Traitement en cours

Veuillez attendre...

Paramétrages

Paramétrages

Aller à Demande

1. WO2020112056 - CATHÉTER D'ALIMENTATION MATELASSÉ PAR ASPIRATION POUR NOURRISSONS

Note: Texte fondé sur des processus automatiques de reconnaissance optique de caractères. Seule la version PDF a une valeur juridique

[ EN ]
SUCTION PADDED FEEDING CATHETER FOR INFANTS

TECHNICAL FIELD

The invention relates to nutritional catheter generally used in premature infants whose sucking reflex is not yet fully developed.

In particular, the invention relates to a new catheter model that will reduce the adverse effects of the probes fitted to infants and help them improve sucking reflex.

STATE OF THE ART

The development of infant sucking reflex and their ability to be fed from the bottle or breast can often occur following week 34. Many infants born before these weeks are fed with orogastric (extending from mouth to stomach) tubes for weeks in intensive care units.

The catheters in the current technique are often made of PVC material and have a certain rigidity to provide ease of attachment. However, these catheters can cause palate deformation and disfigurement in the upper palate of a very sensitive and developing infant during the time they stay attached in the mouth.

Another problem with this type of catheter is that as the infant grows, it begins to suck the probe and thus there occurs an increase in unintended consequences. This rigid catheter, which is located in the mouth of the infant during and between feeding, is pushed by the tongue of the infant towards the palate with suction movements, causing palate deformation. The earlier the infant has the week of birth, the longer the feeding time with these catheters and the more likely adverse effects can be seen in the process.

The patent document TR2018/07565, that is found in the patent survey, mentions the enteral feeding tube that allows direct passage from the mouth to the stomach of a patient who cannot be fed by mouth. The purpose of the invention is to create a method and means to ensure that the enteral feeding tube can be safely inserted into the patient, reducing the risk of irritation and infection from continuous ingestion to the stomach. It is clear that the invention does not provide any solution to the said problems experienced in infants.

The patent application number W02006089811 found in the current technique relates to an enteral feeding catheter. For channeling flowable nutrient into a patient's digestive tract, the invention mentions the use of an embodiment with a computer system. It also mentions that Feeding catheters of this type are used for instance in the feeding of a patient who is unable to swallow nutrients in a natural manner. The invention also mentions that, especially in critical care, it is important to monitor the intra-abdominal pressure in order to avoid intraabdominal hypertension or abdominal compartment syndrome. The benefits of the invention do not offer solutions to the palate deformation problems that occur in infants.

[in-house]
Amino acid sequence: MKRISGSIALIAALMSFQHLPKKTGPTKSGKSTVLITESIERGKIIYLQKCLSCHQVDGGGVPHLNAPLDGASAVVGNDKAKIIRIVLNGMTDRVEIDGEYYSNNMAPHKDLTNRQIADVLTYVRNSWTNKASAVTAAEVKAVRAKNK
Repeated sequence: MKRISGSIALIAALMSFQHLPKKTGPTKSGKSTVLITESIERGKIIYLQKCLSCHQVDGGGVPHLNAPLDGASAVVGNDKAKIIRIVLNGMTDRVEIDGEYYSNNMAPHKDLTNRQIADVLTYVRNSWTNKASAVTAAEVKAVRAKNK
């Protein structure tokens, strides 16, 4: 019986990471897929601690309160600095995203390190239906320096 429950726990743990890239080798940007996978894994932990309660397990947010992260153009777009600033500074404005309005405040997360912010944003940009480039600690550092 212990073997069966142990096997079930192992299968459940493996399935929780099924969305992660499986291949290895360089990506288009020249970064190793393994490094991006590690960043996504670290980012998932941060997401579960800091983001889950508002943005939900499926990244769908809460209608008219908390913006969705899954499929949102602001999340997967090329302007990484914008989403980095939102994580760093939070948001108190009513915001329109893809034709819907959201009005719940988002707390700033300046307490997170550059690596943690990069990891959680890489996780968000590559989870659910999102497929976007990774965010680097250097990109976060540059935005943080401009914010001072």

As a result, improvements are made in the feeding catheters for infants with the developing technology, so that new structures are needed to eliminate the disadvantages mentioned above and to bring solutions to the existing systems.

THE AIM OF THE INVENTION

The present invention relates to a suction padded feeding catheter for infants that meets the above-mentioned requirements, eliminates all disadvantages and brings some additional advantages.

The main aim of the invention is to introduce a infant feeding catheter that will prevent cleft palate formation and deformation in the upper palate of the baby.

Another aim of the invention is to develop a structure that takes the shape of a pacifier by inflation during the feeding session of the infant.

Another aim of the invention is to prevent damage to the mouth of the infant by the fact that the padded structure, which takes the shape of a pacifier, contains a silicone layer. At the same time, it is provided to inflate this structure with the help of an injector by inflating the air from outside and lowering it by withdrawing the air.